October is Pastor Appreciation Month, which I normally forget until someone surprises me with an expression of appreciation. Of course, pastoring is not the only occupation with a designated time to express gratitude. A quick Google search reveals when you can celebrate Trucker Appreciation Month, National Doctor's Day, Administrative Professionals Day, and Sword Swallowers' Day. Yes.... even Sword Swallowers have their own day for their hard (and sharp-edged!) work.
From flowers to phone calls to greeting cards, the simplest gestures over the years have reminded me how good it feels to hear the words, "thank you for doing what you do." Across our various vocations, I would guess most of us appreciate being appreciated.
When someone reminded me last week that it was Pastor Appreciation Month, I got to thinking about how we live out our gratitude for one another. We say "thank you" and offer gifts. We affirm each other with our words. But what if we tried throughout the year to engage in practices that help one another do our jobs well?
I began reflecting on ways that my congregants over the years have made me feel appreciated as a pastor. I narrowed some of those stories and experiences down to five easy suggestions that I hope will help churches practice appreciation for their pastor's work.
1. Let worship be the pastor's focus on Sundays, especially before the service begins.
Preaching and leading in worship require an enormous amount of physical, emotional, and spiritual energy. I learned early in ministry that I was likely to forget any church business mentioned to me on Sunday mornings simply because my focus was on the Word. One morning, a church member came to me and began talking about a leak in the building. Mid-sentence, he stopped and said, "Wait.... I don't need to talk to you about this right now. When can I call you this week?" To observe the sabbath is to cease from work, and ceasing from talking about work on Sunday mornings is incredibly helpful to me.
2. Offer to say the blessing.
In my early days of ministry, I wrote on my Facebook page's job description, "I drink a lot of coffee and bless a lot of meals." Unfortunately, I believed that I had to show up and bless every meal at the church. I loved sharing lunches with my late friend, Clinton, partly because he always said the blessing and gave me a break! With time, I learned how to ask laity to offer the blessing at church events. When someone offers to pray, as Clinton did, it feels so good to receive in a profession where we are constantly giving.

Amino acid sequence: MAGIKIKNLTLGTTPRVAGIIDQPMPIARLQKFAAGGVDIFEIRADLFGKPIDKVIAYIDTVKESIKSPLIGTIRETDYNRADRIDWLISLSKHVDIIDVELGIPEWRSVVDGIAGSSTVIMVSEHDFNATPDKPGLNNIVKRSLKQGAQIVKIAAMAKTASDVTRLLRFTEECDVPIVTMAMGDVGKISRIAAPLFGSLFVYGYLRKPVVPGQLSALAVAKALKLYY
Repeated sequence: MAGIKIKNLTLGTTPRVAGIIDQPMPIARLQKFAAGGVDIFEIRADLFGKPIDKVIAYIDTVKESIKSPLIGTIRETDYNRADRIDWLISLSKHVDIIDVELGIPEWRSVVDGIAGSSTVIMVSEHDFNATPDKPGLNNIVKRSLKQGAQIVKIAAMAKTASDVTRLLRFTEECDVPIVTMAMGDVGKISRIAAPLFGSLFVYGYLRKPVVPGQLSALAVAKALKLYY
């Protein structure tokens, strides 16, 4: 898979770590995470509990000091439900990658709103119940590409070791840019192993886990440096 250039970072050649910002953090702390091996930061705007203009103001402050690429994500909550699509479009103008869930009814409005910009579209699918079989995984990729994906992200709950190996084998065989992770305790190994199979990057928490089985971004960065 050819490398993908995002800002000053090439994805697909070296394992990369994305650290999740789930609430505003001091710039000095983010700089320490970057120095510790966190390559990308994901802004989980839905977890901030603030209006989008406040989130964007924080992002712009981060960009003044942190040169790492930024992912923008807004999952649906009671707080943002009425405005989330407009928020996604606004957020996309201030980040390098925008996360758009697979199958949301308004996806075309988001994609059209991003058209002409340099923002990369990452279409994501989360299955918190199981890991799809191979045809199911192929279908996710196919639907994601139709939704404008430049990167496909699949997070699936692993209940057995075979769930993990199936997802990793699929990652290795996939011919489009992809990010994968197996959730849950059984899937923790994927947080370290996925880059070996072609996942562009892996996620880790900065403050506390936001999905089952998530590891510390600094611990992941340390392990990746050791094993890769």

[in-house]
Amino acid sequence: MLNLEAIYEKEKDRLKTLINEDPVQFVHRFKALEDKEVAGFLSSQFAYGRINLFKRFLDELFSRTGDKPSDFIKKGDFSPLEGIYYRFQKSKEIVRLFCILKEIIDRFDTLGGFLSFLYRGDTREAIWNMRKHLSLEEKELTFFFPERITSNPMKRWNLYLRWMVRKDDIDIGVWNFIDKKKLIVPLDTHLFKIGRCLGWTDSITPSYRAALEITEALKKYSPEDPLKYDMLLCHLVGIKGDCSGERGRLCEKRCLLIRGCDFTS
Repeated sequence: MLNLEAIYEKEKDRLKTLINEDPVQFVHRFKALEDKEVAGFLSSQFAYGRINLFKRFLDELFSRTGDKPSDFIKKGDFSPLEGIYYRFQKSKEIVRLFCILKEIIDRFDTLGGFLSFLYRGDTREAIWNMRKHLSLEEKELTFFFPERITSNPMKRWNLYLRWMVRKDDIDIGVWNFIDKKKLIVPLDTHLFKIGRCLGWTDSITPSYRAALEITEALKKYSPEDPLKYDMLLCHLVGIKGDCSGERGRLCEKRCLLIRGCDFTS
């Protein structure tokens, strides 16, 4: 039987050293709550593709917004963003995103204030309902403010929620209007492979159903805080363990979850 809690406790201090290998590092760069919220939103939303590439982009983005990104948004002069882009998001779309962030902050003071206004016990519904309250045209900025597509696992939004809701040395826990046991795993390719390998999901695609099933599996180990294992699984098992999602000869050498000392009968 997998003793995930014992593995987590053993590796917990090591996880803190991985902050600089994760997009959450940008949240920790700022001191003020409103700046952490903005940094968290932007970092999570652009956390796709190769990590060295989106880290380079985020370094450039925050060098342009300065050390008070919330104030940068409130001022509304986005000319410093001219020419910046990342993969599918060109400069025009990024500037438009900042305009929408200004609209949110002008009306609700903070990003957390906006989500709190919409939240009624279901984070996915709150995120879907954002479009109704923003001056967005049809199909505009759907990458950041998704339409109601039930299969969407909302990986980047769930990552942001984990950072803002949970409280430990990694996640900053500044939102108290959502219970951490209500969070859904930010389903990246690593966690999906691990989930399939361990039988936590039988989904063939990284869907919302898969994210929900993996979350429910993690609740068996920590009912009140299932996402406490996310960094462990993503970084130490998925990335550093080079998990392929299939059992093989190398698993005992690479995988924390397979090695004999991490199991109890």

3. Write it down.
"You're too young to have to write things down," an elderly parishioner once said as I walked around with pen and paper in my pocket. I told him that age had nothing to do with my writing things down. Important information often reaches pastors in drive-by moments. Someone pops in the office and calls out the date of an upcoming surgery. In the hand-shaking line after church, someone asks for prayer for a relative. While I try to write things down, I always breathe a sigh of relief when people write down the information for me--either with pen and paper or over email. It takes more effort than simply telling me, but that effort makes following through much easier.
4. Talk about fun stuff.
Social events are wonderful opportunities to visit with church members and get to know them better. These are the most fun--and most sincere--experiences for me when we engage in conversation about anything other than church. Topics can include movies, family, music, sports, hobbies... anything that is a break from church business. Pastors do serious work, but we can't take ourselves too seriously. Instead of talking about the hymn choices for Sunday, ask me about the time I turned down the chance to be in a George Clooney movie.
5. Ask, "What can we do for each other?"
Over the past two weeks, since my dog and I were attacked by a pit bull, I have heard the question, "What can I do for you?" from concerned parishioners often. This question is at the heart of Pastor Appreciation Month: being present and available, extending help and support. As we engage in these practices of appreciation, the question becomes, "what can we do for each other?"
Whatever our vocations or callings, may we be sensitive to each other's needs. May we seek to express gratitude for each other in action as well as words. May we rejoice in the Lord, who calls and equips us to support each other as the body of Christ.
all good things to each of you,